Central Kitchen

Nutritional Security for Utah’s Low-Income Children

The Utah Community Action Central Kitchen prepares nutritious foods from scratch and delivers meals to children enrolled in Head Start education, both during the school year and in the summertime.

What We Do

The Central Kitchen prepares nutritious foods from scratch and delivers meals to children enrolled in Head Start education, both during the school year and in the summertime. The Central Kitchen also serves children in select after-school and child care programs including YMCA, Boys and Girls Clubs, University of Utah children’s programs, and more.


The Need

With malnutrition and obesity rates high among low-income children, the nutrition provided by the Central Kitchen initiative is essential to the health and well-being of low-income children in Utah.

For some Utah children, the meals they receive at Head Start are the only meals they’ll receive during a day. For others, the diets they do have access to may be high in fats and sugars. The Central Kitchen helps ensure that all Head Start children go home with at least two-thirds of their daily meals and that the nutritional value of these meals is as high as possible.


School-Year Program

During the school year, the Central Kitchen delivers 3,000 healthy, nutritious and appetizing meals daily to the Head Start classrooms. The kitchen serves children at 24 sites, including private sites.

 

Summer Program

During the summer, UCA’s Central Kitchen delivers 1,400 meals a day, providing not only free breakfast, lunch, and snacks but also free dinner to low-income children ages 18 and younger. The Central Kitchen runs the summer food program at 5 sites throughout Salt Lake County. This program runs for 10-11 weeks each summer.

Family enrichment is also a part of the Central Kitchen’s summer program. At dinnertime, family activities (games, crafts, workshops, etc.) are planned for each day and location to engage the entire family and to create a more inviting atmosphere to these families in need.

Eligibility

Preschool children aged 3-4 who are also enrolled in Utah Community Action Head Start are eligible to get daily meals through the Central Kitchen.

To enroll your child in Head Start, click here.

Healthy Eating Standards

As part of the Central Kitchen initiative started in 2009, Utah Community Action established its own best practices for healthy eating, requiring meals catered through the Central Kitchen to meet or exceed the U.S. Department of Agriculture (USDA) Child and Adult Care Food Program (CACFP) standards.

 

Our best practices for healthy eating:

  • Foods prepared from scratch ingredients; minimal use of pre-packaged foods
  • Fresh fruit and vegetables served with every meal
  • Access to a wide variety of fruits and vegetables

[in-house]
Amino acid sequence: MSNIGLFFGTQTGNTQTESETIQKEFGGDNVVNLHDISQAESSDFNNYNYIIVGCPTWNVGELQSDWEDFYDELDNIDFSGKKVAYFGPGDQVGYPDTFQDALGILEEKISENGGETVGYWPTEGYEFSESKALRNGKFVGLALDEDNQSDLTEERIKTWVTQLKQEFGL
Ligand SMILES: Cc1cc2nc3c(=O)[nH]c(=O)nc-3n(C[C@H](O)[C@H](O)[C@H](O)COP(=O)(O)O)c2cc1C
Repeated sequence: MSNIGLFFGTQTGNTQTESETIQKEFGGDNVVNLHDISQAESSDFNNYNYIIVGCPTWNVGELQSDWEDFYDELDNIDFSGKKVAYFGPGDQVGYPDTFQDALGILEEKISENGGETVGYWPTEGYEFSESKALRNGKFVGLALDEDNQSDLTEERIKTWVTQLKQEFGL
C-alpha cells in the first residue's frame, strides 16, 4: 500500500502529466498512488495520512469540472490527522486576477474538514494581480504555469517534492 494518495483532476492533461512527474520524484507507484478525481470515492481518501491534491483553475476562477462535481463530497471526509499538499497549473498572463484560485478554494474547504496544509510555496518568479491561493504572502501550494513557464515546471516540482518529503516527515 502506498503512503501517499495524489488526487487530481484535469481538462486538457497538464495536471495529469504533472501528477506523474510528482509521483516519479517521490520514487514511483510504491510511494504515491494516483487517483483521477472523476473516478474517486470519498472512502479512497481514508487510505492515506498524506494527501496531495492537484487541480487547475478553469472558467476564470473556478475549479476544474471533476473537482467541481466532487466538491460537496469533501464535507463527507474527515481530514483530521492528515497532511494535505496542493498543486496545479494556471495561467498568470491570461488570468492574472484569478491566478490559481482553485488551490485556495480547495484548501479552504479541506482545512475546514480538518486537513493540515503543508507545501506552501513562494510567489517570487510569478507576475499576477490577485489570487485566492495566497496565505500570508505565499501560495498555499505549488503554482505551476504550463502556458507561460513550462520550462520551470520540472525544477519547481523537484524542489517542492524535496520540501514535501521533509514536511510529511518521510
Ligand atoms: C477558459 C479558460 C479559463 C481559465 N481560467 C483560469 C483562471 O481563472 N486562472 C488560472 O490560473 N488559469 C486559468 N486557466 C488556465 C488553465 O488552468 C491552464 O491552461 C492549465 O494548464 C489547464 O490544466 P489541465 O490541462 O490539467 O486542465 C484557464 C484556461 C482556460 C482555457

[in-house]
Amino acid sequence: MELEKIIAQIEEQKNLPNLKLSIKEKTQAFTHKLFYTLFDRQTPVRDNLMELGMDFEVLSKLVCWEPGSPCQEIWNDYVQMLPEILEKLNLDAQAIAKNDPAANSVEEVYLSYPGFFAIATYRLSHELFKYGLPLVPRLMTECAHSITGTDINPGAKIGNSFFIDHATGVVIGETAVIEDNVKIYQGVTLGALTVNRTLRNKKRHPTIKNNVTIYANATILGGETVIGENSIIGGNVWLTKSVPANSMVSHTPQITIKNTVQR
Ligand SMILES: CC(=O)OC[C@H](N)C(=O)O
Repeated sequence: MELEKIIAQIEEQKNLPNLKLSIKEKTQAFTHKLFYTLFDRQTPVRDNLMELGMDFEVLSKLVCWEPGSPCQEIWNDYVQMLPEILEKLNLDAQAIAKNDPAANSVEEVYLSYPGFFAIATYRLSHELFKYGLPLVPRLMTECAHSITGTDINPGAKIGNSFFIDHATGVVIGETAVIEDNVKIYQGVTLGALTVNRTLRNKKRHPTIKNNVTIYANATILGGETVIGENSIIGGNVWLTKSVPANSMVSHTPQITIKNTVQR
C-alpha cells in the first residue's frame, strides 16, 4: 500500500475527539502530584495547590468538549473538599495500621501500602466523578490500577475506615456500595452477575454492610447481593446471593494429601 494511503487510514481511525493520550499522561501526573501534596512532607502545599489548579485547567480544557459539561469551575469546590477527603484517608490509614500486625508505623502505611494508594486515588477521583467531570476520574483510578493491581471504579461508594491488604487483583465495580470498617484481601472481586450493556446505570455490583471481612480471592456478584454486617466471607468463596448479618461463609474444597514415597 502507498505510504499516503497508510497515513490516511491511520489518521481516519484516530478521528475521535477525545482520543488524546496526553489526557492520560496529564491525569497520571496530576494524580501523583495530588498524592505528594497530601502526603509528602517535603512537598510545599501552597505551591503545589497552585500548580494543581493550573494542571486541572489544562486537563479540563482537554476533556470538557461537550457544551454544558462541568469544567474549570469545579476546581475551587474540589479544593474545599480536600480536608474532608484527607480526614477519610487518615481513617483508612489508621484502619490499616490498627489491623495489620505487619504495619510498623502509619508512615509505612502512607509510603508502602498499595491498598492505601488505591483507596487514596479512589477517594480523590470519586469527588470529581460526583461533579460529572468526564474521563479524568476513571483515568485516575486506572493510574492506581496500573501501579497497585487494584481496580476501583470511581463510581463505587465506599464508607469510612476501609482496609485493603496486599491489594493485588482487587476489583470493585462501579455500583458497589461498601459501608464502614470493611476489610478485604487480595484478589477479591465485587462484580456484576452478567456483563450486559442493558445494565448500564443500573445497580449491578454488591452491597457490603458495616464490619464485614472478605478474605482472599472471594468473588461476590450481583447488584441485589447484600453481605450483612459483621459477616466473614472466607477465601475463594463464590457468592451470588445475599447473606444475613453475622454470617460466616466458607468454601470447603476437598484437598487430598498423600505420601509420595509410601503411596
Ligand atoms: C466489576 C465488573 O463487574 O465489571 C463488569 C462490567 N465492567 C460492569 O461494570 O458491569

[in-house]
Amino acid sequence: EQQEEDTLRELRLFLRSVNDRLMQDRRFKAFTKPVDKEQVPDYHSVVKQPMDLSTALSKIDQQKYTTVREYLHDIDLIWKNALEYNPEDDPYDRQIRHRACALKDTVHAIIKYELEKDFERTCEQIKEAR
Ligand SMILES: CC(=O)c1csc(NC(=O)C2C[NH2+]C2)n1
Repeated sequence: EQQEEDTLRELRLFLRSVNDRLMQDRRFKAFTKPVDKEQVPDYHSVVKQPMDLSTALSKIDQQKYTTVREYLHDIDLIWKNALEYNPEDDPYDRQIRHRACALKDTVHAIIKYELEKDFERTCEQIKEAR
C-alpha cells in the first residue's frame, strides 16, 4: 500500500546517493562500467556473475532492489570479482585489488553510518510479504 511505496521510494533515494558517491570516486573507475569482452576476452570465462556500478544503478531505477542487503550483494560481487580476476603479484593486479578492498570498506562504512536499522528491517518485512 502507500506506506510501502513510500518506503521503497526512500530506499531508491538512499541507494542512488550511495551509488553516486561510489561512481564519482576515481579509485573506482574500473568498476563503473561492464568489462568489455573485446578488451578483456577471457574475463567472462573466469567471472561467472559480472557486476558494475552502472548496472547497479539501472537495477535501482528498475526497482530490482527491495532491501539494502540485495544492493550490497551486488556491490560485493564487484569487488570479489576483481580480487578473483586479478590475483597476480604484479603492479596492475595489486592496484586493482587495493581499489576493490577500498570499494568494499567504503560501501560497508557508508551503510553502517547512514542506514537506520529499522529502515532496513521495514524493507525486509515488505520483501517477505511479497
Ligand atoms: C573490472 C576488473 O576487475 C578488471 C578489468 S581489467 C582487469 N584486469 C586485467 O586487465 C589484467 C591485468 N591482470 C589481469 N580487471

• 100% fruit juice
  • Locally grown and, when possible, organically grown foods
  • Whole grain products, including pasta
  • Lean protein choices
  • White milk (whole milk for children aged 1–2 years and nonfat milk for children aged 2–5)
  • Low-fat and nonfat dairy foods
  • Foods low in fat, sugar, and salt
  • Cereals low in sugar
  • Foods not fried

Implications

The Head Start Central Kitchen initiative focuses on the individual/interpersonal level of the socio-ecologic model (children and their teachers and parents), with a secondary focus on the organizational level (preschools).

UCA’s Central Kitchen initiative is an emerging intervention based on its use of evidence-based strategies. The initiative shows promise, but evidence in support of effectiveness is not yet available.

Our Story

2008

The Head Start director and health manager, disturbed by the poor quality of meals served to children enrolled in Head Start, started exploring how Head Start could provide high-quality, nutritious meals.

Utah Community Action decided to establish our own set of best practices for healthy eating and to find a vendor who would meet their price requirements and provide delivery of 2,400 hot meals each day. No vendor could be found to meet these criteria. Consequently, Utah Community Action began exploring the concept of finding and operating their own kitchen facility. They sought input from a broad variety of sources and visited a number of central kitchens, ranging from San Diego, California, to the north side of Salt Lake City.

 

2009

After some challenges, UCA found a kitchen space that needed renovation to bring it up to code. Construction began. During renovation, a temporary kitchen was found in a Greek Orthodox Church. During this pilot phase, we hired a food services director/chef and other kitchen staff and developed and tested systems for operating the kitchen. The food services director played an important role in developing the building plans for the Central Kitchen.

 

2010

Renovations were completed, and Utah Community Action officially launched the Central Kitchen. What started as a pilot program serving 300 meals a day has turned into a social enterprise serving more than 4,000 meals per day to our Head Start children and various other children in the community.

Read about our ribbon-cutting ceremony!

About Central Kitchen

MISSION STATEMENT

The primary goal of the Utah Community Action (UCA) Head Start Central Kitchen is to control the quality of food provided to Head Start children. The full initiative consists of a central kitchen that provides affordable, high-quality meals and snacks that are served in an environment that emphasizes modeling of healthy eating and providing positive reinforcement and education about new foods.